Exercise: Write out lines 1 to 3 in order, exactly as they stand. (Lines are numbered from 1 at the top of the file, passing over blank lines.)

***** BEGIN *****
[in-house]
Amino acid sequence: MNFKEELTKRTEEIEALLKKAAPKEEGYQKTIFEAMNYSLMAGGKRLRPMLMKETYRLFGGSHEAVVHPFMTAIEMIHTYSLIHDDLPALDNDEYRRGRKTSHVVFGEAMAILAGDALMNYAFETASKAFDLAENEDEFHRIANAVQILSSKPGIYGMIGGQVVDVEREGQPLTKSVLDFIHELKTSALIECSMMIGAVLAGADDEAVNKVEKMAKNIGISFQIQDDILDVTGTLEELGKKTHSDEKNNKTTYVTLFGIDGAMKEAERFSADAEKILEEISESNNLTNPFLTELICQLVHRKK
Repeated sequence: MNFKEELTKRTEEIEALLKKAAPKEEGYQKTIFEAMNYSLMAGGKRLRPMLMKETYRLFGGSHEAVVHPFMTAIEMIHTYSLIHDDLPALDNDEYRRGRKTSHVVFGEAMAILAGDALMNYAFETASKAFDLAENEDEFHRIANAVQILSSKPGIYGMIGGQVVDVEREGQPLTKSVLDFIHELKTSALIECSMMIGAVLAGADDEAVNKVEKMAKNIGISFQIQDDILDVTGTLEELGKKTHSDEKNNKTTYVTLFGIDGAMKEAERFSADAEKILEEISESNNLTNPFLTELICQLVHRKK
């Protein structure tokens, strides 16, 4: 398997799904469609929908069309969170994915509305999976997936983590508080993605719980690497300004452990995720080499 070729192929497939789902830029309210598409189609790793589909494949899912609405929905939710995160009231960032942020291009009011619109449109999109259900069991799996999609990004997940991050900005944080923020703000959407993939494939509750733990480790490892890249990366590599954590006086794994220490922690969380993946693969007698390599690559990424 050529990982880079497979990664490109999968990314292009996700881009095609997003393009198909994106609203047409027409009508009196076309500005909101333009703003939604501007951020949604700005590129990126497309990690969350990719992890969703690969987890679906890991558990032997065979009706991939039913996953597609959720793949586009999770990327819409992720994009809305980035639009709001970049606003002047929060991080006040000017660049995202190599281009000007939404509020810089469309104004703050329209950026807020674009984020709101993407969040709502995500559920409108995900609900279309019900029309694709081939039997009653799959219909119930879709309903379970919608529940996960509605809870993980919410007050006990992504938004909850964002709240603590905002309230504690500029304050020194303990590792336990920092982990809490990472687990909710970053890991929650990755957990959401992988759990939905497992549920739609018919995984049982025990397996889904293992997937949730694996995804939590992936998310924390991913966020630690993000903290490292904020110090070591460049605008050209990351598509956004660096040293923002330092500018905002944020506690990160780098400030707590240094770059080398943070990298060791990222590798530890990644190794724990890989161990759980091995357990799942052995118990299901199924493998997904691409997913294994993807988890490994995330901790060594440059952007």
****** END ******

[in-house]
Amino acid sequence: MNFKEELTKRTEEIEALLKKAAPKEEGYQKTIFEAMNYSLMAGGKRLRPMLMKETYRLFGGSHEAVVHPFMTAIEMIHTYSLIHDDLPALDNDEYRRGRKTSHVVFGEAMAILAGDALMNYAFETASKAFDLAENEDEFHRIANAVQILSSKPGIYGMIGGQVVDVEREGQPLTKSVLDFIHELKTSALIECSMMIGAVLAGADDEAVNKVEKMAKNIGISFQIQDDILDVTGTLEELGKKTHSDEKNNKTTYVTLFGIDGAMKEAERFSADAEKILEEISESNNLTNPFLTELICQLVHRKK
Repeated sequence: MNFKEELTKRTEEIEALLKKAAPKEEGYQKTIFEAMNYSLMAGGKRLRPMLMKETYRLFGGSHEAVVHPFMTAIEMIHTYSLIHDDLPALDNDEYRRGRKTSHVVFGEAMAILAGDALMNYAFETASKAFDLAENEDEFHRIANAVQILSSKPGIYGMIGGQVVDVEREGQPLTKSVLDFIHELKTSALIECSMMIGAVLAGADDEAVNKVEKMAKNIGISFQIQDDILDVTGTLEELGKKTHSDEKNNKTTYVTLFGIDGAMKEAERFSADAEKILEEISESNNLTNPFLTELICQLVHRKK